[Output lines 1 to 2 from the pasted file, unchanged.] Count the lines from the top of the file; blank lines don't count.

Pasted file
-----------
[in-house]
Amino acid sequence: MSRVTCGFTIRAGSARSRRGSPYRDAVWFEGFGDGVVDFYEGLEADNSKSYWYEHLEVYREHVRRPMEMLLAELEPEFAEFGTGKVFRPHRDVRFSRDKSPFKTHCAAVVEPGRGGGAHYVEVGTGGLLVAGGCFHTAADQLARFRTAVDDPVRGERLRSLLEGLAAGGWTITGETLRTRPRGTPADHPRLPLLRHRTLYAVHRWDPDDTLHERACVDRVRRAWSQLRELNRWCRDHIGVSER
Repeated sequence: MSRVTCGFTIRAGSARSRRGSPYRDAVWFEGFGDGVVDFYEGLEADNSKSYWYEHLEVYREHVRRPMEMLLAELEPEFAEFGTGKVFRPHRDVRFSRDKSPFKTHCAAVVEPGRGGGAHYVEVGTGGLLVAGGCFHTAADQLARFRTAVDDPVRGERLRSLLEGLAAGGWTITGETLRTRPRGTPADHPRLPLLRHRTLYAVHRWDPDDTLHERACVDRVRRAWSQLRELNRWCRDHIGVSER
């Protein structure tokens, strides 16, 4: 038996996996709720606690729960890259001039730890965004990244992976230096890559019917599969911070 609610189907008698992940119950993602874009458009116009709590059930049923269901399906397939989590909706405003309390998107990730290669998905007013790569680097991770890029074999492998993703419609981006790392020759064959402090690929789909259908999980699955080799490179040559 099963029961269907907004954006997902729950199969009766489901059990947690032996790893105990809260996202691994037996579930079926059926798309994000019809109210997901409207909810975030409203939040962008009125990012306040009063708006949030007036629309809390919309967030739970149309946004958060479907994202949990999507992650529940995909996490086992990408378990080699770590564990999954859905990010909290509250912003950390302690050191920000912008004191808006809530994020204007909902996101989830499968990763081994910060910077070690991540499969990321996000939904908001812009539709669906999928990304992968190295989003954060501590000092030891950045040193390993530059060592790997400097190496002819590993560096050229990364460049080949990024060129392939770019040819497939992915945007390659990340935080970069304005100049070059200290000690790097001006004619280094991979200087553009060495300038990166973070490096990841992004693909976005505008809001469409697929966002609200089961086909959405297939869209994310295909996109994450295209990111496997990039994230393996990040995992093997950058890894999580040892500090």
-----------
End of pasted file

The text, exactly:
[in-house]
Amino acid sequence: MSRVTCGFTIRAGSARSRRGSPYRDAVWFEGFGDGVVDFYEGLEADNSKSYWYEHLEVYREHVRRPMEMLLAELEPEFAEFGTGKVFRPHRDVRFSRDKSPFKTHCAAVVEPGRGGGAHYVEVGTGGLLVAGGCFHTAADQLARFRTAVDDPVRGERLRSLLEGLAAGGWTITGETLRTRPRGTPADHPRLPLLRHRTLYAVHRWDPDDTLHERACVDRVRRAWSQLRELNRWCRDHIGVSER